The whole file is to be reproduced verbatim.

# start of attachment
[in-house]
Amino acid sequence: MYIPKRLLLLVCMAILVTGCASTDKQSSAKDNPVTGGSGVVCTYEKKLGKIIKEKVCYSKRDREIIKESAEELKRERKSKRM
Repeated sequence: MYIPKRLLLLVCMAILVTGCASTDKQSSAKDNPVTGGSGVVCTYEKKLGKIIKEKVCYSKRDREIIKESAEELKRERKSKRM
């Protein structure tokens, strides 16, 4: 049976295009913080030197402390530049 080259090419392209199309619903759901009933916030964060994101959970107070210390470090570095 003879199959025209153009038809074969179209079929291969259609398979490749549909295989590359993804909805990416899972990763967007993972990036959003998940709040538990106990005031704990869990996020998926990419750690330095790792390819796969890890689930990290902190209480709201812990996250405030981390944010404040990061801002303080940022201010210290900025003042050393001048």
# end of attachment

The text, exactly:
[in-house]
Amino acid sequence: MYIPKRLLLLVCMAILVTGCASTDKQSSAKDNPVTGGSGVVCTYEKKLGKIIKEKVCYSKRDREIIKESAEELKRERKSKRM
Repeated sequence: MYIPKRLLLLVCMAILVTGCASTDKQSSAKDNPVTGGSGVVCTYEKKLGKIIKEKVCYSKRDREIIKESAEELKRERKSKRM
């Protein structure tokens, strides 16, 4: 049976295009913080030197402390530049 080259090419392209199309619903759901009933916030964060994101959970107070210390470090570095 003879199959025209153009038809074969179209079929291969259609398979490749549909295989590359993804909805990416899972990763967007993972990036959003998940709040538990106990005031704990869990996020998926990419750690330095790792390819796969890890689930990290902190209480709201812990996250405030981390944010404040990061801002303080940022201010210290900025003042050393001048």